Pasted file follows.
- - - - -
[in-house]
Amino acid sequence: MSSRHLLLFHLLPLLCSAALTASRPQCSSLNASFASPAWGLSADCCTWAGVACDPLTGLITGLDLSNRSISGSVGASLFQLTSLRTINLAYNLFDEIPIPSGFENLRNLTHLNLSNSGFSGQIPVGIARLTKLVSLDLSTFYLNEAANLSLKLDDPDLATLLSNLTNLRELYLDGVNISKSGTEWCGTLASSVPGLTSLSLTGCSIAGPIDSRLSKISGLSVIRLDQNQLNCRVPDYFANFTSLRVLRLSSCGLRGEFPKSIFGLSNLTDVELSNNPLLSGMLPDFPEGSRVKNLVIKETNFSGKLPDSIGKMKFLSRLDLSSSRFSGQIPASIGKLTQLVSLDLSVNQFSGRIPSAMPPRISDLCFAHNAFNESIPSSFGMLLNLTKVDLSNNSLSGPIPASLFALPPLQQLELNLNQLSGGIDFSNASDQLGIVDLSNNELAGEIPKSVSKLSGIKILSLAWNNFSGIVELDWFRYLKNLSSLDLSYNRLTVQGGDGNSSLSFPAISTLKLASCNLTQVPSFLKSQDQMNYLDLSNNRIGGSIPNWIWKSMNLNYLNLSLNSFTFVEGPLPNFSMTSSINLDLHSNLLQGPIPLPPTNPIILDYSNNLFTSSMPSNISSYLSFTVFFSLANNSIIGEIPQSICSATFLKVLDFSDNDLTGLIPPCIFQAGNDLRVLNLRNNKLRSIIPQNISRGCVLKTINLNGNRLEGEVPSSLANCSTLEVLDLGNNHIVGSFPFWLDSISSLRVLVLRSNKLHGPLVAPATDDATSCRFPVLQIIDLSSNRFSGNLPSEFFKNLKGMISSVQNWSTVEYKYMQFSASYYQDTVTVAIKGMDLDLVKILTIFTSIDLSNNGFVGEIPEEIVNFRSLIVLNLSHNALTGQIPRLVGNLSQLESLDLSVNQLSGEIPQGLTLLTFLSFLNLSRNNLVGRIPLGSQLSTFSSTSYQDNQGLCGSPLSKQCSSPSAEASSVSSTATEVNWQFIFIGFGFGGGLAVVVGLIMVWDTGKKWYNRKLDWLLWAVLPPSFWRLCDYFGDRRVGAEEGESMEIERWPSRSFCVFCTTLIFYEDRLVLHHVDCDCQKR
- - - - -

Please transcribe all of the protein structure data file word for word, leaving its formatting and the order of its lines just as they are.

[in-house]
Amino acid sequence: MSSRHLLLFHLLPLLCSAALTASRPQCSSLNASFASPAWGLSADCCTWAGVACDPLTGLITGLDLSNRSISGSVGASLFQLTSLRTINLAYNLFDEIPIPSGFENLRNLTHLNLSNSGFSGQIPVGIARLTKLVSLDLSTFYLNEAANLSLKLDDPDLATLLSNLTNLRELYLDGVNISKSGTEWCGTLASSVPGLTSLSLTGCSIAGPIDSRLSKISGLSVIRLDQNQLNCRVPDYFANFTSLRVLRLSSCGLRGEFPKSIFGLSNLTDVELSNNPLLSGMLPDFPEGSRVKNLVIKETNFSGKLPDSIGKMKFLSRLDLSSSRFSGQIPASIGKLTQLVSLDLSVNQFSGRIPSAMPPRISDLCFAHNAFNESIPSSFGMLLNLTKVDLSNNSLSGPIPASLFALPPLQQLELNLNQLSGGIDFSNASDQLGIVDLSNNELAGEIPKSVSKLSGIKILSLAWNNFSGIVELDWFRYLKNLSSLDLSYNRLTVQGGDGNSSLSFPAISTLKLASCNLTQVPSFLKSQDQMNYLDLSNNRIGGSIPNWIWKSMNLNYLNLSLNSFTFVEGPLPNFSMTSSINLDLHSNLLQGPIPLPPTNPIILDYSNNLFTSSMPSNISSYLSFTVFFSLANNSIIGEIPQSICSATFLKVLDFSDNDLTGLIPPCIFQAGNDLRVLNLRNNKLRSIIPQNISRGCVLKTINLNGNRLEGEVPSSLANCSTLEVLDLGNNHIVGSFPFWLDSISSLRVLVLRSNKLHGPLVAPATDDATSCRFPVLQIIDLSSNRFSGNLPSEFFKNLKGMISSVQNWSTVEYKYMQFSASYYQDTVTVAIKGMDLDLVKILTIFTSIDLSNNGFVGEIPEEIVNFRSLIVLNLSHNALTGQIPRLVGNLSQLESLDLSVNQLSGEIPQGLTLLTFLSFLNLSRNNLVGRIPLGSQLSTFSSTSYQDNQGLCGSPLSKQCSSPSAEASSVSSTATEVNWQFIFIGFGFGGGLAVVVGLIMVWDTGKKWYNRKLDWLLWAVLPPSFWRLCDYFGDRRVGAEEGESMEIERWPSRSFCVFCTTLIFYEDRLVLHHVDCDCQKR